Don Siegel had a very solid run during the 1970’s, especially his four collaborations with Clint Eastwood, which – of course – yielded the iconic Dirty Harry (1971). Coming in at the middle of the decade, The Black Windmill is a slickly made and well-crafted thriller that was mostly dismissed by both critics and audiences upon first release. Now, Kino has resurrected the movie on Blu-ray as part of their Studio Classics line.
The Production: 3/5
The world of British intelligence officer Major John Tarrant (Michael Caine) is turned upside down when he finds out that his son David has been kidnapped and being held for ransom by a mysterious man known only as Drabble. The demand is simple: half a million pounds in uncut diamonds in exchange for little David’s life. Tarrant tries to get his superiors in MI6 (Donald Pleasence & Joseph O’Conor) involved, but it soon becomes clear that he can’t even trust them, especially when they suspect that Tarrant may have arranged the whole thing. Seemingly on his own, Tarrant vows to rescue his son and flush out the men responsible, leading to a tense climax at the Clayton Windmills.
Coming in on the wake of the success of The Day of the Jackal and the critical success of Charley Varrick a year prior, The Black Windmill was an attempt by director Don Siegel and the producing team Richard D. Zanuck and David Brown to capitalize on Jackal’s success by filming a suspense story in Europe and having Michael Caine in the lead. However, when it was released, it missed the mark with both audiences and critics alike. Despite the fact that it’s well-made, the major fault of the film is that – outside of a few well-staged pieces of action – it’s mostly static in terms of suspense. While some films and directors can get away with a movie being proficient in dialogue compared to straight up action – see Michael Winner’s Scorpio (1973) for a good example – Siegel is clearly at a disadvantage here in that department; too often the film keeps us at an emotional arm’s length – not necessarily a great quality when dealing with a story about a kidnapped child. Yet, in spite of that, the movie is still eminently watchable, even though it pales in comparison to some of Siegel’s earlier efforts.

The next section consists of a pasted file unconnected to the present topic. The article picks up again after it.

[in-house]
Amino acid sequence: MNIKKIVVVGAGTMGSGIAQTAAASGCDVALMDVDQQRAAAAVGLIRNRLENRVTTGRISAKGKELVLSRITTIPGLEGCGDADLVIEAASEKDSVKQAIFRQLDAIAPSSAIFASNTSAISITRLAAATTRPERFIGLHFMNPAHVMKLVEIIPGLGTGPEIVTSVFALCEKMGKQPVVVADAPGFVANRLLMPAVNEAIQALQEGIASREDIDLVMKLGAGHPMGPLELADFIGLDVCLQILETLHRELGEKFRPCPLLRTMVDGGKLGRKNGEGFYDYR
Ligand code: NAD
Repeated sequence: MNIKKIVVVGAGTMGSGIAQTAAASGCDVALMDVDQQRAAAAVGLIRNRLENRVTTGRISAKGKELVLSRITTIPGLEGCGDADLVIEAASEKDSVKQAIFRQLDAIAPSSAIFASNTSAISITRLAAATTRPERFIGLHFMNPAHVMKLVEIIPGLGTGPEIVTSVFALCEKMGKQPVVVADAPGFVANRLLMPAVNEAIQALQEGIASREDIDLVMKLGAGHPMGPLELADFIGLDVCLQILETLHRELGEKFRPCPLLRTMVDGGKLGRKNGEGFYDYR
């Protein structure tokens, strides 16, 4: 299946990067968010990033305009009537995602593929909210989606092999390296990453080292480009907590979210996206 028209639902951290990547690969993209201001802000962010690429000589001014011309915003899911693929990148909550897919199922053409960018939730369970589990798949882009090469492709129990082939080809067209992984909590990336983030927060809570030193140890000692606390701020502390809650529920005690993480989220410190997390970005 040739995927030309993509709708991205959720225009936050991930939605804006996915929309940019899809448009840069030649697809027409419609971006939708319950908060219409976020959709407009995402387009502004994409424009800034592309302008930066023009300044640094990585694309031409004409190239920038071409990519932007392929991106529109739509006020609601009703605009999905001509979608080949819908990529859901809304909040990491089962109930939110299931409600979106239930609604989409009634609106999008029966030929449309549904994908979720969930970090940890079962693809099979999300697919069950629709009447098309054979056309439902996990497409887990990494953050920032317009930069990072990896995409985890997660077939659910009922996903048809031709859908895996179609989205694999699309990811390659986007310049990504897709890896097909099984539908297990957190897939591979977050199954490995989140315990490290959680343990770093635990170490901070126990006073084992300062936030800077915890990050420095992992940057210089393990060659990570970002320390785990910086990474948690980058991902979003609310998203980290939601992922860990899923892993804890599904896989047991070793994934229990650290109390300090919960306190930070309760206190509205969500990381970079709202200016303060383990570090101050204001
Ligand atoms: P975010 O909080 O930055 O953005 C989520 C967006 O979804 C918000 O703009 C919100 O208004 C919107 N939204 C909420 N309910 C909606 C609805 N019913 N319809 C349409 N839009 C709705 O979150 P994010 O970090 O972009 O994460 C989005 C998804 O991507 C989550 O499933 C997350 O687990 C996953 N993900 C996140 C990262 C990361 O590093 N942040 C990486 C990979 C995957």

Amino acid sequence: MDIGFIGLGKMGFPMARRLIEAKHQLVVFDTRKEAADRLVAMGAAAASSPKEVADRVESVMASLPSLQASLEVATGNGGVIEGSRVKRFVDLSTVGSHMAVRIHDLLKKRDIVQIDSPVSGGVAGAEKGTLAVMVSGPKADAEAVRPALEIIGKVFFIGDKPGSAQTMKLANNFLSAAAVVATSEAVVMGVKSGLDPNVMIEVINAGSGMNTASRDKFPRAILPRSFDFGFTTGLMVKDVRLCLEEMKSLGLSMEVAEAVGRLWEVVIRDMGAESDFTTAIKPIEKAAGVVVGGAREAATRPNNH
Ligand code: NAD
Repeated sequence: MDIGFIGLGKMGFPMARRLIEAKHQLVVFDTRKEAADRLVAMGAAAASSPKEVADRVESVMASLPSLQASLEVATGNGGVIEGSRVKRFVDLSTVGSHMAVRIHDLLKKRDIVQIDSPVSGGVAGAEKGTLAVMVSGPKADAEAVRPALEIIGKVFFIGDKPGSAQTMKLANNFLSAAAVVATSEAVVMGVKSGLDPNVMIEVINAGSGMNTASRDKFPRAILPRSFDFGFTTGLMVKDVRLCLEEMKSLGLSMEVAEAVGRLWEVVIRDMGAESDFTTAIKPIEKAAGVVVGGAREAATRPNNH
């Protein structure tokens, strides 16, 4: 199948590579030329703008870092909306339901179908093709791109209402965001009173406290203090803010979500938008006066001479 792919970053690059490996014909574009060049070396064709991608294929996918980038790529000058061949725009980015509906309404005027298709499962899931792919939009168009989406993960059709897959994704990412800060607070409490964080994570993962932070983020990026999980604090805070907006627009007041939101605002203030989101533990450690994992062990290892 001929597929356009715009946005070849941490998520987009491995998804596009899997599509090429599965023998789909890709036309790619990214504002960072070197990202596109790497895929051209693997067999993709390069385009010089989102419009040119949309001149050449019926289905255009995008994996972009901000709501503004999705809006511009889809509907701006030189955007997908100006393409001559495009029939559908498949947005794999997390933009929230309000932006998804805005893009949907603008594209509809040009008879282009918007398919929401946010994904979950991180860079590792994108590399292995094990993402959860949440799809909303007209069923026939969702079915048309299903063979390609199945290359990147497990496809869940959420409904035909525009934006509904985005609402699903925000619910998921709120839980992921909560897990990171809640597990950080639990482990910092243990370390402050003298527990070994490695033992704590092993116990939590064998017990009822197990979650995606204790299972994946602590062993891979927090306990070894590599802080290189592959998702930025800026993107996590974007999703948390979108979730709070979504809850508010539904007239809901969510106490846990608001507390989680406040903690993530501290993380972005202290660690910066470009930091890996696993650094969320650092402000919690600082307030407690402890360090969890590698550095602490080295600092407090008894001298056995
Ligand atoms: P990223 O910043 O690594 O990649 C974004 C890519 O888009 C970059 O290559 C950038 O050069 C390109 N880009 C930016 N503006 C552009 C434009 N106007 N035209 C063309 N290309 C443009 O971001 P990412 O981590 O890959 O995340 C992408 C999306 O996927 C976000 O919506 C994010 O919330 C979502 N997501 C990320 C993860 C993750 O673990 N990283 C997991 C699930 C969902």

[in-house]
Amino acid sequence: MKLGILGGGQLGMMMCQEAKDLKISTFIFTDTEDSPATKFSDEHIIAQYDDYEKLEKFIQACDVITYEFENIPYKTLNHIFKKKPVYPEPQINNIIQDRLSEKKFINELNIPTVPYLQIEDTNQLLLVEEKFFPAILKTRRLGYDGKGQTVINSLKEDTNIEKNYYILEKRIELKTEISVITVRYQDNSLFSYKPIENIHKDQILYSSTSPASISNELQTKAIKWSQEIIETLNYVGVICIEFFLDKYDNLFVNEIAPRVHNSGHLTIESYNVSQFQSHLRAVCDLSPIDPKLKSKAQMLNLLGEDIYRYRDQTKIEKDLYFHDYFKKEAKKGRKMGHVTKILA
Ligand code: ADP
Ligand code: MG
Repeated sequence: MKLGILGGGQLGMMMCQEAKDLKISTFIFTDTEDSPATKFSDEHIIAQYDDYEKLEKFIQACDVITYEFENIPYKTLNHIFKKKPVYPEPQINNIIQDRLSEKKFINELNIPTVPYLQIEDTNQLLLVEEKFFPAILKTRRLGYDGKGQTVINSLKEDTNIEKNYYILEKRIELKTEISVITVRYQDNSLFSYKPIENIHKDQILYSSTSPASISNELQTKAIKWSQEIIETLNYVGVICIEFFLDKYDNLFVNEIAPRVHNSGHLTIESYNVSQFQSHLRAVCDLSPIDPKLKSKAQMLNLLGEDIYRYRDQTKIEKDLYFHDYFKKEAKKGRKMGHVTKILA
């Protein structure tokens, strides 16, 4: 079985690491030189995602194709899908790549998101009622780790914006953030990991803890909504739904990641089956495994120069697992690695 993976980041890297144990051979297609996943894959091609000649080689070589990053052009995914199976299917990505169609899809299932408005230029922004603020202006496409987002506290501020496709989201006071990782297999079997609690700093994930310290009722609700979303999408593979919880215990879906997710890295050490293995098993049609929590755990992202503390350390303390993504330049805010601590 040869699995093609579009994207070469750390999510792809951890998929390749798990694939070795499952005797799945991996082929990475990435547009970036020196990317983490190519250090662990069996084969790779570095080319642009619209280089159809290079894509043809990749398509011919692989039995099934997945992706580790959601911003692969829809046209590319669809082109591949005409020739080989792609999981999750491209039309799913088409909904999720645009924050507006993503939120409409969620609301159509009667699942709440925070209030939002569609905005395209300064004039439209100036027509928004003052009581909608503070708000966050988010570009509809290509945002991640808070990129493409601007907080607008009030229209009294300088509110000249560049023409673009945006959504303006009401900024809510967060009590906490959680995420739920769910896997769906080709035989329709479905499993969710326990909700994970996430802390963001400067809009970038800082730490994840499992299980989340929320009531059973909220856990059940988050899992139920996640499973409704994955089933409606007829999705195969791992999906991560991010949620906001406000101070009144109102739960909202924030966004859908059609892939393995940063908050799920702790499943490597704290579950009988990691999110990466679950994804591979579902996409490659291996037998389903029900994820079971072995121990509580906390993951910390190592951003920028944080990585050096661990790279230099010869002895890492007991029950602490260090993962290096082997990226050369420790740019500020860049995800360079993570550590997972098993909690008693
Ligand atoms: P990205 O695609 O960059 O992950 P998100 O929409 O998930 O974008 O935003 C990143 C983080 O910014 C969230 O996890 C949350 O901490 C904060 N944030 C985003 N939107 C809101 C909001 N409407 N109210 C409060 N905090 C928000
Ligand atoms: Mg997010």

As the lead, Michael Caine is solid as Major Tarrant; it’s the kind of role that he has excelled at often in his career, although he looks a little too calm in dealing with his son’s abduction. As his immediate superior at MI6, Donald Pleasence easily has the best performance of the film; his combination of a fastidious nature and a bit of levity brings some needed relief to some of the more slower portions of the movie. In the part of the head of the gang of arms smugglers and main conspirator, John Vernon makes the most of his time on the screen, adding to his list of villainous appearances on the screen. Still relatively fresh off her Oscar nominated turn in Nicholas and Alexandra (1971), Janet Suzman is convincing as Tarrant’s estranged wife, counterbalancing Caine’s rather stoic nature in the event of the kidnapping. Other notable appearances include Delphine Seyrig as an ill-fated member of Drabble’s gang, Joseph O’Conor as the MI6 head with a secret, Joss Ackland as the police superintendent, Catherine Schell as the wife of O’Conor’s MI6 director, Hermoine Baddeley in seemingly a credited cameo appearance as a friend of the Tarrants, and – in an uncredited appearance as a phony MP at the beginning of the film – John Rhys-Davies.